Written by Gregg Brekke
The Easter story is perhaps the ultimate example of God placing a comma rather than a period in human history. The finality of suffering and death turn out not to be so final after all, Christ is Risen!
A number of years ago I read an interesting book by Jonathan Kozol titled "Ordinary Resurrections, Children in the Years of Hope." I found the title as fascinating as the content. The idea of an ordinary resurrection seems contradictory to our understanding of the miraculous nature of the event.
Surely our churches have just experienced anything but ordinary worship services as flowers, music, Gospel narratives, and enthusiastic crowds all proclaimed the wonder of Easter day, which speaks of no ordinary resurrection. Yet I wonder if it might not be in the resurrections we see and experience in normal human living that we might come closest to knowing the power of the Easter story.
Where might we find these ordinary resurrections?
I believe we find them in our personal experience of those family, friends, or acquaintances who rise above the devastating setbacks life can hold. Courage and hope in the face of a terminal illness; strength to overcome the demons of addiction; faith to sustain one in dark nights of the soul.
If we haven't experienced this resurrection ourselves, it is likely we know those who have. It is amazing how much hope and faith can be engendered and increased from these encounters. I believe I have seen these ordinary resurrections in our local churches as well.
I recently visited with an old historic congregation in a large metropolitan community. A few years ago the church had dwindled to a handful of members and a diminishing endowment. They called a renewal pastor who helped them connect with the community around them. They found new energy around their identity as a faith community and coupled that with the identity of their community to begin a remarkable rebirth. They are now searching for an associate pastor to help with their community missions and discipleship formation.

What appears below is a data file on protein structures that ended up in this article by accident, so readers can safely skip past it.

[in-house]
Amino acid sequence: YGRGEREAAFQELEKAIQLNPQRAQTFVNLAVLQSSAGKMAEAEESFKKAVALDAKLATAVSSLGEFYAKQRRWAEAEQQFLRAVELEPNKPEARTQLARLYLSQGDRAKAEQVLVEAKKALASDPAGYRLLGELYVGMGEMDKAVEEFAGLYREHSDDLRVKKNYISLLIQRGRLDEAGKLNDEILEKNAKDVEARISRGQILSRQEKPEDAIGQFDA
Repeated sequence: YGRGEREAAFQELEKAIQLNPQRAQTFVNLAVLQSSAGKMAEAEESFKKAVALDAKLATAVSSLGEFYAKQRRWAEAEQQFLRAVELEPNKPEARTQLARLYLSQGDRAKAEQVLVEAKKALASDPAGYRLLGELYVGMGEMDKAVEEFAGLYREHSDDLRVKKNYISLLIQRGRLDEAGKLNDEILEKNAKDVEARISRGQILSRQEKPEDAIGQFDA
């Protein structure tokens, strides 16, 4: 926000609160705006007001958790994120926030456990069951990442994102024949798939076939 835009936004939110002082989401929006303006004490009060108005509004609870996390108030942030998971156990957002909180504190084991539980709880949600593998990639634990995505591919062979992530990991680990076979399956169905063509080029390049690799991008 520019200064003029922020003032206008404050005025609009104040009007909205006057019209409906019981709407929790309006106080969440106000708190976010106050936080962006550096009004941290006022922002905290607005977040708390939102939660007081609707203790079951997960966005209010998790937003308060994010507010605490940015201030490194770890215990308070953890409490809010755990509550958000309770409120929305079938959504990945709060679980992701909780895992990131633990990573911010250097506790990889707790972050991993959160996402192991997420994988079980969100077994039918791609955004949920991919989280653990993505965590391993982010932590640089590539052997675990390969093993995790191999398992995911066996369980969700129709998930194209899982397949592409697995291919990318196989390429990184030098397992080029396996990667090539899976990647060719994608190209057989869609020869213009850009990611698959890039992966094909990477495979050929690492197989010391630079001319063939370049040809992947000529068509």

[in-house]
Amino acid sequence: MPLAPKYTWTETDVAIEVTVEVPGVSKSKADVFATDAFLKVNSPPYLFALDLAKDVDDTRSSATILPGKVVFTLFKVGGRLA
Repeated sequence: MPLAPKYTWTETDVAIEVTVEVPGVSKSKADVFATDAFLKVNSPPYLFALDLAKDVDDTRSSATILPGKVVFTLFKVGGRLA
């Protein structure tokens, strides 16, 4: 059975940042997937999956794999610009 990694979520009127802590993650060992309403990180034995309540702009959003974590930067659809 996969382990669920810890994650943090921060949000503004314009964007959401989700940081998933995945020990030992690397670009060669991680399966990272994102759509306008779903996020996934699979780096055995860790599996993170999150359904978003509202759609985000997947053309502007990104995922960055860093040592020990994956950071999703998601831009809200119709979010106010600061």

This community is not alone in the ordinary resurrection that is happening in churches around the country. In the face of the long season of decline and diminishment the UCC and other denominations have experienced, it is hopeful and energizing to see these stories of rebirth in our midst.
Sometimes these stories are less dramatic but equally hopeful. It includes communities that find new mission and embrace new Christians as they enter into the reality of being church in a changing world.
I have also seen these ordinary resurrections in a way that is both difficult and hopeful. Some existing congregations, having reached the decision to end their ministry, have shared the resources they have with new congregations and Conference church development programs to help their mission continue in new ways.
God is still speaking through and in the congregations of the United Church of Christ. Christ is risen indeed!
The Rev. Stephen Sterner is the UCC's executive minister for Local Church Ministries and a member of the UCC's five-person Collegium of Officers.